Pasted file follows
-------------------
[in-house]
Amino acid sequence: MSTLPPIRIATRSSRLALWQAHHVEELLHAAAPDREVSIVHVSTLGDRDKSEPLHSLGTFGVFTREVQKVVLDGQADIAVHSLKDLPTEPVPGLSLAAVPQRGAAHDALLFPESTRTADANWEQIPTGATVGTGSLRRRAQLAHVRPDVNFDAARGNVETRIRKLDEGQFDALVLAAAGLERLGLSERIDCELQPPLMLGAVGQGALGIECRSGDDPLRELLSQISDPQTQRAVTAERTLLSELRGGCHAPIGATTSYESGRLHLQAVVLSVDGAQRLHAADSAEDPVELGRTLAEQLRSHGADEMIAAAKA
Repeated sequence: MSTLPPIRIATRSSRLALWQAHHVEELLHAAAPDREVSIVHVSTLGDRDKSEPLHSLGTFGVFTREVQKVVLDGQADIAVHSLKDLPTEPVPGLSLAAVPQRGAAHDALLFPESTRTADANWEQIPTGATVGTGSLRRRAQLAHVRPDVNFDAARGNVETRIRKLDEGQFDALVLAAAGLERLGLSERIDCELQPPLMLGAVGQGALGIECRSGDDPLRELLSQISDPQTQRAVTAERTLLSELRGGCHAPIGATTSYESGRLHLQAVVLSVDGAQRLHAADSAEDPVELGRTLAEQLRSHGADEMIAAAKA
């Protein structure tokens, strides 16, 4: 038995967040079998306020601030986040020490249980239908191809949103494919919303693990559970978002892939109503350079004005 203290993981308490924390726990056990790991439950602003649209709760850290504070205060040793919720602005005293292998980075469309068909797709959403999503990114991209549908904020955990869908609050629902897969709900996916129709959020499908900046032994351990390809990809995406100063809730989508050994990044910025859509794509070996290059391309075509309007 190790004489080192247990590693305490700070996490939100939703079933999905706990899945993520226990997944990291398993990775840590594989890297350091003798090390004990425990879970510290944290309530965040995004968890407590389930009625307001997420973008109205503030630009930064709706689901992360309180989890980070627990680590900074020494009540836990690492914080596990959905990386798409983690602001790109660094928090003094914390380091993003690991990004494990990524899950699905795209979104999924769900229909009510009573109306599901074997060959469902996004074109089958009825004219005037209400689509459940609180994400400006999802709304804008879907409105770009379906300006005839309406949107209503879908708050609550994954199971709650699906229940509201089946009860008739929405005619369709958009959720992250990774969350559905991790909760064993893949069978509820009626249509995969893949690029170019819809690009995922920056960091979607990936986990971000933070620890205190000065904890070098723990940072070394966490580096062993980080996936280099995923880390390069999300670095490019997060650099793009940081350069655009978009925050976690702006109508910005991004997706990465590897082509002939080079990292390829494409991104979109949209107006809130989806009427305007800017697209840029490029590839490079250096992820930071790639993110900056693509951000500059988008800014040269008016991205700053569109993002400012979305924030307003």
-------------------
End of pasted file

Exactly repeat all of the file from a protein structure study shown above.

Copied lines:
[in-house]
Amino acid sequence: MSTLPPIRIATRSSRLALWQAHHVEELLHAAAPDREVSIVHVSTLGDRDKSEPLHSLGTFGVFTREVQKVVLDGQADIAVHSLKDLPTEPVPGLSLAAVPQRGAAHDALLFPESTRTADANWEQIPTGATVGTGSLRRRAQLAHVRPDVNFDAARGNVETRIRKLDEGQFDALVLAAAGLERLGLSERIDCELQPPLMLGAVGQGALGIECRSGDDPLRELLSQISDPQTQRAVTAERTLLSELRGGCHAPIGATTSYESGRLHLQAVVLSVDGAQRLHAADSAEDPVELGRTLAEQLRSHGADEMIAAAKA
Repeated sequence: MSTLPPIRIATRSSRLALWQAHHVEELLHAAAPDREVSIVHVSTLGDRDKSEPLHSLGTFGVFTREVQKVVLDGQADIAVHSLKDLPTEPVPGLSLAAVPQRGAAHDALLFPESTRTADANWEQIPTGATVGTGSLRRRAQLAHVRPDVNFDAARGNVETRIRKLDEGQFDALVLAAAGLERLGLSERIDCELQPPLMLGAVGQGALGIECRSGDDPLRELLSQISDPQTQRAVTAERTLLSELRGGCHAPIGATTSYESGRLHLQAVVLSVDGAQRLHAADSAEDPVELGRTLAEQLRSHGADEMIAAAKA
């Protein structure tokens, strides 16, 4: 038995967040079998306020601030986040020490249980239908191809949103494919919303693990559970978002892939109503350079004005 203290993981308490924390726990056990790991439950602003649209709760850290504070205060040793919720602005005293292998980075469309068909797709959403999503990114991209549908904020955990869908609050629902897969709900996916129709959020499908900046032994351990390809990809995406100063809730989508050994990044910025859509794509070996290059391309075509309007 190790004489080192247990590693305490700070996490939100939703079933999905706990899945993520226990997944990291398993990775840590594989890297350091003798090390004990425990879970510290944290309530965040995004968890407590389930009625307001997420973008109205503030630009930064709706689901992360309180989890980070627990680590900074020494009540836990690492914080596990959905990386798409983690602001790109660094928090003094914390380091993003690991990004494990990524899950699905795209979104999924769900229909009510009573109306599901074997060959469902996004074109089958009825004219005037209400689509459940609180994400400006999802709304804008879907409105770009379906300006005839309406949107209503879908708050609550994954199971709650699906229940509201089946009860008739929405005619369709958009959720992250990774969350559905991790909760064993893949069978509820009626249509995969893949690029170019819809690009995922920056960091979607990936986990971000933070620890205190000065904890070098723990940072070394966490580096062993980080996936280099995923880390390069999300670095490019997060650099793009940081350069655009978009925050976690702006109508910005991004997706990465590897082509002939080079990292390829494409991104979109949209107006809130989806009427305007800017697209840029490029590839490079250096992820930071790639993110900056693509951000500059988008800014040269008016991205700053569109993002400012979305924030307003």